President Donald Trump takes questions from reporters after announcing an emergency authorization of the use of blood plasma to treat COVID-19 at the White House on Aug. 23, 2020. (Pete Marovich/Getty Images)
President Donald Trump takes questions from reporters after announcing an emergency authorization of the use of blood plasma to treat COVID-19 at the White House on Aug. 23, 2020. (Pete Marovich/Getty Images)

Excerpts from Bob Woodward’s new book in which President Donald Trump expresses deeper concern about the dangers of COVID-19 than he was publicly conveying at the time have thrust Trump’s statements and messaging on the pandemic back into the campaign spotlight.

The revelations come at a time when Americans are following Trump’s statements on that subject less closely than a few months ago, even though they are still paying close attention to the pandemic overall, according to a new survey, conducted before Woodward’s recordings were published, that is part of Pew Research Center’s American News Pathways project.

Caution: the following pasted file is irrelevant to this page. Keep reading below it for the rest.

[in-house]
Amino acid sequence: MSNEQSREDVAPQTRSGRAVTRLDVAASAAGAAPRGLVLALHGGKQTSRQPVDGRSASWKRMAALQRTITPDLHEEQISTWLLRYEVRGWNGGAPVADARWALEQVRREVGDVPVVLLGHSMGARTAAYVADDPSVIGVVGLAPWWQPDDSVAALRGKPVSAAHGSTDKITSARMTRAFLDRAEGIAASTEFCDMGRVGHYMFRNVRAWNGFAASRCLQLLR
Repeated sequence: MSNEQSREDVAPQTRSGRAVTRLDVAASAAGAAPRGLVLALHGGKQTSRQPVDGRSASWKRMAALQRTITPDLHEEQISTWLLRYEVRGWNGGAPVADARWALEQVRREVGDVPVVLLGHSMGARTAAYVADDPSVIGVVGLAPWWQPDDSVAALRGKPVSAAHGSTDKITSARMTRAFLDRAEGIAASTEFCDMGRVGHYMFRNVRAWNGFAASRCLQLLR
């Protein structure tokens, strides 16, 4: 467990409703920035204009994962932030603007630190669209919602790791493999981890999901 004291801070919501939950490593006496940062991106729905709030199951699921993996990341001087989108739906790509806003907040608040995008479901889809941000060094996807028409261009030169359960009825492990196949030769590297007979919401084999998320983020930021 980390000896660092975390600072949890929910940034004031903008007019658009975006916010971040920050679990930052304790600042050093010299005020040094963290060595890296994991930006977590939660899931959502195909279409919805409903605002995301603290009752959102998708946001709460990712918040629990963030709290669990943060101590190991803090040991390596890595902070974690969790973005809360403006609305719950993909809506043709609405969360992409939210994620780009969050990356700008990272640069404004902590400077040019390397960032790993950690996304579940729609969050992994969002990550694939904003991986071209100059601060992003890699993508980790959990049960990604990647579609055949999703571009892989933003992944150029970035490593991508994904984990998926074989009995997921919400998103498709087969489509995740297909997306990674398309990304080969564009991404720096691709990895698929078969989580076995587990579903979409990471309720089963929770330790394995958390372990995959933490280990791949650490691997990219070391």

Nearly six-in-ten Americans say President Trump has been delivering the wrong message on COVID-19

When it comes to Trump’s statements, nearly six-in-ten U.S. adults (57%) say the president has been delivering the wrong message about the coronavirus outbreak to the country, and two-thirds say Trump and his administration only sometimes or hardly ever get the facts right about the outbreak. The survey also finds large partisan gaps when it comes to the administration’s credibility and messaging about the pandemic.